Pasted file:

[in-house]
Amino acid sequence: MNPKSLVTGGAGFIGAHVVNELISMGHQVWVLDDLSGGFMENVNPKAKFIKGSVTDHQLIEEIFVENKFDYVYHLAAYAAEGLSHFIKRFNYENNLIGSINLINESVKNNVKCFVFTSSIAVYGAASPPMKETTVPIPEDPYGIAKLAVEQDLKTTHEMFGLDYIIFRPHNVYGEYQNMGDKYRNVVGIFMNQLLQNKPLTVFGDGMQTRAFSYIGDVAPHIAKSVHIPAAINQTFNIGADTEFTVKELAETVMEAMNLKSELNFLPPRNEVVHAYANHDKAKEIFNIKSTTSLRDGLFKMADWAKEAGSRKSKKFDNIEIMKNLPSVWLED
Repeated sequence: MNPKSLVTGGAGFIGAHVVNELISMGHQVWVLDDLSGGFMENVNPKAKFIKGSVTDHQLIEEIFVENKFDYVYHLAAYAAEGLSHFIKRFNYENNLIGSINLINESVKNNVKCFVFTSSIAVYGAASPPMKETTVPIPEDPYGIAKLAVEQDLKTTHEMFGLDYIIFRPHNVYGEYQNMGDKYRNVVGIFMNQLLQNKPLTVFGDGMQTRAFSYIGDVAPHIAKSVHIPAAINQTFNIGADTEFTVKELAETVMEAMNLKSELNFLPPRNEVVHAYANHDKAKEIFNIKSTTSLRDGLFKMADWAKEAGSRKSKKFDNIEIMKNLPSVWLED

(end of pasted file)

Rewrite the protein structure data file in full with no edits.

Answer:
[in-house]
Amino acid sequence: MNPKSLVTGGAGFIGAHVVNELISMGHQVWVLDDLSGGFMENVNPKAKFIKGSVTDHQLIEEIFVENKFDYVYHLAAYAAEGLSHFIKRFNYENNLIGSINLINESVKNNVKCFVFTSSIAVYGAASPPMKETTVPIPEDPYGIAKLAVEQDLKTTHEMFGLDYIIFRPHNVYGEYQNMGDKYRNVVGIFMNQLLQNKPLTVFGDGMQTRAFSYIGDVAPHIAKSVHIPAAINQTFNIGADTEFTVKELAETVMEAMNLKSELNFLPPRNEVVHAYANHDKAKEIFNIKSTTSLRDGLFKMADWAKEAGSRKSKKFDNIEIMKNLPSVWLED
Repeated sequence: MNPKSLVTGGAGFIGAHVVNELISMGHQVWVLDDLSGGFMENVNPKAKFIKGSVTDHQLIEEIFVENKFDYVYHLAAYAAEGLSHFIKRFNYENNLIGSINLINESVKNNVKCFVFTSSIAVYGAASPPMKETTVPIPEDPYGIAKLAVEQDLKTTHEMFGLDYIIFRPHNVYGEYQNMGDKYRNVVGIFMNQLLQNKPLTVFGDGMQTRAFSYIGDVAPHIAKSVHIPAAINQTFNIGADTEFTVKELAETVMEAMNLKSELNFLPPRNEVVHAYANHDKAKEIFNIKSTTSLRDGLFKMADWAKEAGSRKSKKFDNIEIMKNLPSVWLED